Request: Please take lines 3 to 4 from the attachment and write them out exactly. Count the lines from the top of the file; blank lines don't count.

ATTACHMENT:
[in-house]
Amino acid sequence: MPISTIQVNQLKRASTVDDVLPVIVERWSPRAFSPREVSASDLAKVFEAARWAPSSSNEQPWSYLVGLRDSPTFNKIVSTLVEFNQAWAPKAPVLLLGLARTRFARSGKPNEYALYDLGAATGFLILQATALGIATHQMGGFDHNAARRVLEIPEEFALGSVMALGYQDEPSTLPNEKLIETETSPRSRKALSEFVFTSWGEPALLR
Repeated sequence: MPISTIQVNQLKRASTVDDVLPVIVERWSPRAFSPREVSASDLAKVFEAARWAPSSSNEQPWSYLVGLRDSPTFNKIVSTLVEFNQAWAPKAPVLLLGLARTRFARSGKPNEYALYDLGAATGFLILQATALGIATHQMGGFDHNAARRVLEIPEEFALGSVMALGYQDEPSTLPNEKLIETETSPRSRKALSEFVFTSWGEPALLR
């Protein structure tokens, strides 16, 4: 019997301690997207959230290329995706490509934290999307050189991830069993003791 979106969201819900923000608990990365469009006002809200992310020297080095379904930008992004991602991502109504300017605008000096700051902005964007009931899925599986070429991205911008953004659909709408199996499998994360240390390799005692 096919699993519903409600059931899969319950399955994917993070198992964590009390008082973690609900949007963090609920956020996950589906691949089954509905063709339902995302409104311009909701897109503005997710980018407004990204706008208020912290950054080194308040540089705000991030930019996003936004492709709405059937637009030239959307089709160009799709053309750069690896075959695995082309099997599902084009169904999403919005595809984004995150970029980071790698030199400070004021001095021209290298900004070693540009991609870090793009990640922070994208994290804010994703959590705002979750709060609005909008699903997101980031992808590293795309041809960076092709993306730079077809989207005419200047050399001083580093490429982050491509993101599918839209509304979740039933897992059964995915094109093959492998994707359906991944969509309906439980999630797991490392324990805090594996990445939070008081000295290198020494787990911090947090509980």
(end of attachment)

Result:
Repeated sequence: MPISTIQVNQLKRASTVDDVLPVIVERWSPRAFSPREVSASDLAKVFEAARWAPSSSNEQPWSYLVGLRDSPTFNKIVSTLVEFNQAWAPKAPVLLLGLARTRFARSGKPNEYALYDLGAATGFLILQATALGIATHQMGGFDHNAARRVLEIPEEFALGSVMALGYQDEPSTLPNEKLIETETSPRSRKALSEFVFTSWGEPALLR
């Protein structure tokens, strides 16, 4: 019997301690997207959230290329995706490509934290999307050189991830069993003791 979106969201819900923000608990990365469009006002809200992310020297080095379904930008992004991602991502109504300017605008000096700051902005964007009931899925599986070429991205911008953004659909709408199996499998994360240390390799005692 096919699993519903409600059931899969319950399955994917993070198992964590009390008082973690609900949007963090609920956020996950589906691949089954509905063709339902995302409104311009909701897109503005997710980018407004990204706008208020912290950054080194308040540089705000991030930019996003936004492709709405059937637009030239959307089709160009799709053309750069690896075959695995082309099997599902084009169904999403919005595809984004995150970029980071790698030199400070004021001095021209290298900004070693540009991609870090793009990640922070994208994290804010994703959590705002979750709060609005909008699903997101980031992808590293795309041809960076092709993306730079077809989207005419200047050399001083580093490429982050491509993101599918839209509304979740039933897992059964995915094109093959492998994707359906991944969509309906439980999630797991490392324990805090594996990445939070008081000295290198020494787990911090947090509980």